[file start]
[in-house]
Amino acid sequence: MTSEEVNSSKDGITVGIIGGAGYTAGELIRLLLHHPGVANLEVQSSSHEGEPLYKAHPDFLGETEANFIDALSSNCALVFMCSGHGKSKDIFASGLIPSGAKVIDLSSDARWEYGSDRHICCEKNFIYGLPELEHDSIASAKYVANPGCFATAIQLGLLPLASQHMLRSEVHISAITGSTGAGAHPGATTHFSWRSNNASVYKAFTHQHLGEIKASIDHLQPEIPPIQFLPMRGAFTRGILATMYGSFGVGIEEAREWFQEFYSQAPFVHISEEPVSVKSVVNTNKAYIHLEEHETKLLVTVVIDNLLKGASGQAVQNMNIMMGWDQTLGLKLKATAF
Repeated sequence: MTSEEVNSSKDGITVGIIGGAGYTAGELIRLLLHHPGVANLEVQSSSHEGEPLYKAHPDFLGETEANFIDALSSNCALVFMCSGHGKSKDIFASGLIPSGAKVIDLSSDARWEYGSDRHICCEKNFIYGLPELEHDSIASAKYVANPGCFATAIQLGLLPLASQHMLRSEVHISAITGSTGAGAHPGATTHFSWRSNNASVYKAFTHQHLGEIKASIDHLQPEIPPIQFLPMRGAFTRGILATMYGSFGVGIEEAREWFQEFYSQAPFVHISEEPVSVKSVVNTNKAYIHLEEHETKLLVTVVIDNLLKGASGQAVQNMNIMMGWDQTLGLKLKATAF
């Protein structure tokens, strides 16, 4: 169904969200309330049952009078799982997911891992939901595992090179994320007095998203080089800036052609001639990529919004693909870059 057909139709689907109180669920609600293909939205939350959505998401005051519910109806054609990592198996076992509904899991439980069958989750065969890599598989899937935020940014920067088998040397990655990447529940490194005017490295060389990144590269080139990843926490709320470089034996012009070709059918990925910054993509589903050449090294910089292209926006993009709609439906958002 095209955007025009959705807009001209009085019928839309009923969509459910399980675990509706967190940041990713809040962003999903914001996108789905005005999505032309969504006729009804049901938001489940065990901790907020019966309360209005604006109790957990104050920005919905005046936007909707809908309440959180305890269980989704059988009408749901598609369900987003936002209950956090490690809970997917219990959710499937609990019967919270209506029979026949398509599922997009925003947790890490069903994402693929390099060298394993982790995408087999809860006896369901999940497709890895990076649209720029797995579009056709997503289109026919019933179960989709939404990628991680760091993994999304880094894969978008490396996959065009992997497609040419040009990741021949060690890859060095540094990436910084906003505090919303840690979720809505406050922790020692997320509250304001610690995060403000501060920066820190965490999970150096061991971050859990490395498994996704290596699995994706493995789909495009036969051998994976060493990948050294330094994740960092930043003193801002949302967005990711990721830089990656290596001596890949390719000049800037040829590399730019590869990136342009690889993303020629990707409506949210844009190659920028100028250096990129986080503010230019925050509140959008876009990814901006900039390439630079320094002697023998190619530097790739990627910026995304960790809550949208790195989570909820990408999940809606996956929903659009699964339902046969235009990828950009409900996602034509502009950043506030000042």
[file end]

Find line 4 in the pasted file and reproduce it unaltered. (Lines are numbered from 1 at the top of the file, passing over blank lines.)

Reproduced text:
């Protein structure tokens, strides 16, 4: 169904969200309330049952009078799982997911891992939901595992090179994320007095998203080089800036052609001639990529919004693909870059 057909139709689907109180669920609600293909939205939350959505998401005051519910109806054609990592198996076992509904899991439980069958989750065969890599598989899937935020940014920067088998040397990655990447529940490194005017490295060389990144590269080139990843926490709320470089034996012009070709059918990925910054993509589903050449090294910089292209926006993009709609439906958002 095209955007025009959705807009001209009085019928839309009923969509459910399980675990509706967190940041990713809040962003999903914001996108789905005005999505032309969504006729009804049901938001489940065990901790907020019966309360209005604006109790957990104050920005919905005046936007909707809908309440959180305890269980989704059988009408749901598609369900987003936002209950956090490690809970997917219990959710499937609990019967919270209506029979026949398509599922997009925003947790890490069903994402693929390099060298394993982790995408087999809860006896369901999940497709890895990076649209720029797995579009056709997503289109026919019933179960989709939404990628991680760091993994999304880094894969978008490396996959065009992997497609040419040009990741021949060690890859060095540094990436910084906003505090919303840690979720809505406050922790020692997320509250304001610690995060403000501060920066820190965490999970150096061991971050859990490395498994996704290596699995994706493995789909495009036969051998994976060493990948050294330094994740960092930043003193801002949302967005990711990721830089990656290596001596890949390719000049800037040829590399730019590869990136342009690889993303020629990707409506949210844009190659920028100028250096990129986080503010230019925050509140959008876009990814901006900039390439630079320094002697023998190619530097790739990627910026995304960790809550949208790195989570909820990408999940809606996956929903659009699964339902046969235009990828950009409900996602034509502009950043506030000042």